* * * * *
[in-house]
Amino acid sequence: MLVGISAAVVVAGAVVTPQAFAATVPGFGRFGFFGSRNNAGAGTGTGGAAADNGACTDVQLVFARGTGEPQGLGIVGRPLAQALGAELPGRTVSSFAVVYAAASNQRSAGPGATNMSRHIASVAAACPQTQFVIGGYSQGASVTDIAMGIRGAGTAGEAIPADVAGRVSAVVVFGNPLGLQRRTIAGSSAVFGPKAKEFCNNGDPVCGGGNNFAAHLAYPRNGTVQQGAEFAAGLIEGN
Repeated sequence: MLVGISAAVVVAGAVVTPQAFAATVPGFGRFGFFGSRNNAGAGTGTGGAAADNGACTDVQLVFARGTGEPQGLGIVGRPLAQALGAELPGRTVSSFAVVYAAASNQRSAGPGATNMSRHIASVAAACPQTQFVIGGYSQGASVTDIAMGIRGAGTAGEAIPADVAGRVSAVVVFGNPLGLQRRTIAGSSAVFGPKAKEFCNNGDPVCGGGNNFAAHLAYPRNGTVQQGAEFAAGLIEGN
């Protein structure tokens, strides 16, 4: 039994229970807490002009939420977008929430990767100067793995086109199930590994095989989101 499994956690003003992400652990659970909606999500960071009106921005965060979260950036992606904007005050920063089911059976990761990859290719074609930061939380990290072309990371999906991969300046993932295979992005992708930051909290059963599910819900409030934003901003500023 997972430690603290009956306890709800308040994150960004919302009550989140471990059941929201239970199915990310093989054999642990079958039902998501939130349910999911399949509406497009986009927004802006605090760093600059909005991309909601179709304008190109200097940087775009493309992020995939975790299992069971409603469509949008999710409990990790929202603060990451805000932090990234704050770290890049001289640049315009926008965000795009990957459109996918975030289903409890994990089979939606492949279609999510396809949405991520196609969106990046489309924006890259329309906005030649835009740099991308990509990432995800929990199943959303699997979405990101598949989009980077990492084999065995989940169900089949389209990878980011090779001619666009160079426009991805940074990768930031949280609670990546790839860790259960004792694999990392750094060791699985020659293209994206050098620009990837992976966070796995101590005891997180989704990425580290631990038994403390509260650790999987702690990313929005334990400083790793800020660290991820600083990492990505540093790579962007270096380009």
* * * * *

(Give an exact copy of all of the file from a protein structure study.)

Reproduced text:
[in-house]
Amino acid sequence: MLVGISAAVVVAGAVVTPQAFAATVPGFGRFGFFGSRNNAGAGTGTGGAAADNGACTDVQLVFARGTGEPQGLGIVGRPLAQALGAELPGRTVSSFAVVYAAASNQRSAGPGATNMSRHIASVAAACPQTQFVIGGYSQGASVTDIAMGIRGAGTAGEAIPADVAGRVSAVVVFGNPLGLQRRTIAGSSAVFGPKAKEFCNNGDPVCGGGNNFAAHLAYPRNGTVQQGAEFAAGLIEGN
Repeated sequence: MLVGISAAVVVAGAVVTPQAFAATVPGFGRFGFFGSRNNAGAGTGTGGAAADNGACTDVQLVFARGTGEPQGLGIVGRPLAQALGAELPGRTVSSFAVVYAAASNQRSAGPGATNMSRHIASVAAACPQTQFVIGGYSQGASVTDIAMGIRGAGTAGEAIPADVAGRVSAVVVFGNPLGLQRRTIAGSSAVFGPKAKEFCNNGDPVCGGGNNFAAHLAYPRNGTVQQGAEFAAGLIEGN
């Protein structure tokens, strides 16, 4: 039994229970807490002009939420977008929430990767100067793995086109199930590994095989989101 499994956690003003992400652990659970909606999500960071009106921005965060979260950036992606904007005050920063089911059976990761990859290719074609930061939380990290072309990371999906991969300046993932295979992005992708930051909290059963599910819900409030934003901003500023 997972430690603290009956306890709800308040994150960004919302009550989140471990059941929201239970199915990310093989054999642990079958039902998501939130349910999911399949509406497009986009927004802006605090760093600059909005991309909601179709304008190109200097940087775009493309992020995939975790299992069971409603469509949008999710409990990790929202603060990451805000932090990234704050770290890049001289640049315009926008965000795009990957459109996918975030289903409890994990089979939606492949279609999510396809949405991520196609969106990046489309924006890259329309906005030649835009740099991308990509990432995800929990199943959303699997979405990101598949989009980077990492084999065995989940169900089949389209990878980011090779001619666009160079426009991805940074990768930031949280609670990546790839860790259960004792694999990392750094060791699985020659293209994206050098620009990837992976966070796995101590005891997180989704990425580290631990038994403390509260650790999987702690990313929005334990400083790793800020660290991820600083990492990505540093790579962007270096380009």